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Monday, 25 August 2014

Valley Godwits and a very confiding Black Redstart

Ingrebourne Valley

Black Tailed Godwit is a rarity for the Valley and has always been, a good few years back now we had a flock of 16 or so drop in but it’s nothing compared with the latest arrivals.

On August 17th Shaun found 17 in the viewing area and it was surmised that these were the same birds that have been frequenting the Chase, this proved positive as a text showed that the Chase birds had left.

Since that day there numbers have grown with Dave McGough recording a staggering 54 recently, totally eclipsing the site record, it is unprecedented for our inland site. Added to this, a site mega turned up in the shape of a juvenile Avocet, found by Dave on the 19th it just shows you what could turn up if the river didn’t keep flooding. There is very little mud on show but both Avocet and Blackwit can feed in the shallow water, if we had mud showing I have no doubt we would get the rarer waders turn up.

Record shot of the Avocet

Shallow water suits them

On the 24th I went over there with the scope and undertook another count of the Black Tailed Godwits, I counted 58 in the viewing area pushing the total for the site up.
As I scanned round for more I located the Avocet on the back lake, resting next to it was another 3 Blackwits bringing the total to 61 – stunning.

They have now been with us since the 17th, over a week and still commuting back and forth to the Chase, I suspect they are bound for the Thames Estuary but it will be interesting to see how long they stay.

Black Redstart

Came across this very confiding male singing his heart out in London recently.

Unusual to get this close to them, also singing rather late on the 21st of August.
With today’s weather (Monday) I can’t see him singing for much longer.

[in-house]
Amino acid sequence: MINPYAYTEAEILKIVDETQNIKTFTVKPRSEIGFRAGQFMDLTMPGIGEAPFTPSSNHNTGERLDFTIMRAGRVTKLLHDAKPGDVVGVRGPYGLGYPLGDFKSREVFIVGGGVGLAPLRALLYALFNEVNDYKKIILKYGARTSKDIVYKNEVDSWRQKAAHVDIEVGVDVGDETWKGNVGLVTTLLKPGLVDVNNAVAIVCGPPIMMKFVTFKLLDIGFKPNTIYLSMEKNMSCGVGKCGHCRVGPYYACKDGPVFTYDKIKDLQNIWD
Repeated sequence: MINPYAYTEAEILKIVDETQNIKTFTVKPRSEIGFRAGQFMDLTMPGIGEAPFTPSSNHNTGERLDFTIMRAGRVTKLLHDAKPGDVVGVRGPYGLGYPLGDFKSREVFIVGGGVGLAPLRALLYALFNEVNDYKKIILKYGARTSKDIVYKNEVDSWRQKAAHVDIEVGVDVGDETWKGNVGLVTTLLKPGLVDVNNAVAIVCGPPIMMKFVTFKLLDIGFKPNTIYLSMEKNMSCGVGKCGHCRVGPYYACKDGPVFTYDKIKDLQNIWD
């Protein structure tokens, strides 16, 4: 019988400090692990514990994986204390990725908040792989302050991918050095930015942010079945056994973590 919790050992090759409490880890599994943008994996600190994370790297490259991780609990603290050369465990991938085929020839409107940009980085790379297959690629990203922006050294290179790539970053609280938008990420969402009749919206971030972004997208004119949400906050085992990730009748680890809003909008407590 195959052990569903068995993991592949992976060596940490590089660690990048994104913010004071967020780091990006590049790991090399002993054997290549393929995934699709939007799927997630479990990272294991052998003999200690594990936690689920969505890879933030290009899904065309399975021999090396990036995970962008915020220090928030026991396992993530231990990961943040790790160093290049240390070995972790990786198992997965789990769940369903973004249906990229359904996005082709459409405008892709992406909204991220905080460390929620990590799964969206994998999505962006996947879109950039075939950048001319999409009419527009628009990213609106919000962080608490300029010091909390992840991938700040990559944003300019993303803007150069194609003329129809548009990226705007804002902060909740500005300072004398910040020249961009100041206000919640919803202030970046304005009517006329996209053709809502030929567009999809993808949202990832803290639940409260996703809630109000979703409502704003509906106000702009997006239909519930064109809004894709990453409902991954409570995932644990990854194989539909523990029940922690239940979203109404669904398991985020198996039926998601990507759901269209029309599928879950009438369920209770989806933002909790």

Friday, 22 August 2014

Beckton Sewage Works

August 16th

With the site under major works I have not been giving it much attention; there is simply too much disturbance so I have given it a miss concentrating on the Creek and the Outfall.

The day had already started brilliantly with a Bearded Tit down in the Creek in the massive reed bed, exactly the same spot I had a male a few years so I thought I would give the Sewage Works a go, it seemed not as busy as usual.
I stayed in the car and just drove round the tanks looking for the odd migrant, it was quite busy with Pied Wagtail numbers probably up in the hundred mark, I know this as they all did there bit in mobbing the local Sparrowhawk.

The mobbers of Sparrowhawks

The whole site seemed to erupt with Wagtails coming up from the tanks everywhere when it passed, if anything the estimate is probably a bit conservative. However in amongst the hordes of Pied I distinctly heard a Yellow, when they settled I found one, a bit distant but they all count, I ended up with 4 in the end.

Distant Yellow Wagtail

Moving on, next up was a Wheatear in company with a Common Sandpiper, an odd combination both sitting on the side of the road, the one I was looking for was Black Redstart, Beckton has always been a favourite wintering area.
Grey Wagtails were also present to round off all the commoner British Wagtails, not often that you get all 3 together.

Grey Wagtail

Wheatear and Common Sandpiper

6 Sand Martins also put in an appearance over the tanks and the first of the returning Teal showed in one of them to round off the visit, made me feel cold just looking at them, Winters coming.

Thursday, 14 August 2014


August 10th

With a free morning and commitments in the afternoon myself and Paul headed down at dawn in the hope of a goodie or two.

With the stronger winds forecast mid morning to late afternoon, we were hopeful of a big Shearwater perhaps pushed in by the remnants of the Hurricane.
Devon and Cornwall had seen good numbers of Greats and Cory’s so there was an outside chance of one or two of them getting pushed along the channel.

Red Throated Diver


Knot and Bar Tailed Godwit

Early signs that it was to be an exceptionally high tide came in the shape of the skipper of the boat we were sheltering behind, he turned up and hooked the boat up to the bulldozer and pulled it further up the shingle by 20 foot.
As it turned out it was a very wise move.

We watched from 5.50 to 11.15am, no big Shears but we did have some good birds – highlights as follows-

Swift – 118 all going west against the wind, largest flock 41
Fulmar - 9
Mediterranean Gull – 4 juveniles
Common Scoter – 34 seen, largest flock 13
Kittiwake – 10 seen mostly juv’s
Balearic Shearwater – 1 @6.42am and 2 together @9.12am
Manx Shearwater – 8
Little Tern – 1
Whimbrel – 4 trying to fly west
Black Tern – 7
Arctic Skua – 3
Red Throated Diver – 1 on the sea gave close views
Shelduck – a flock of 35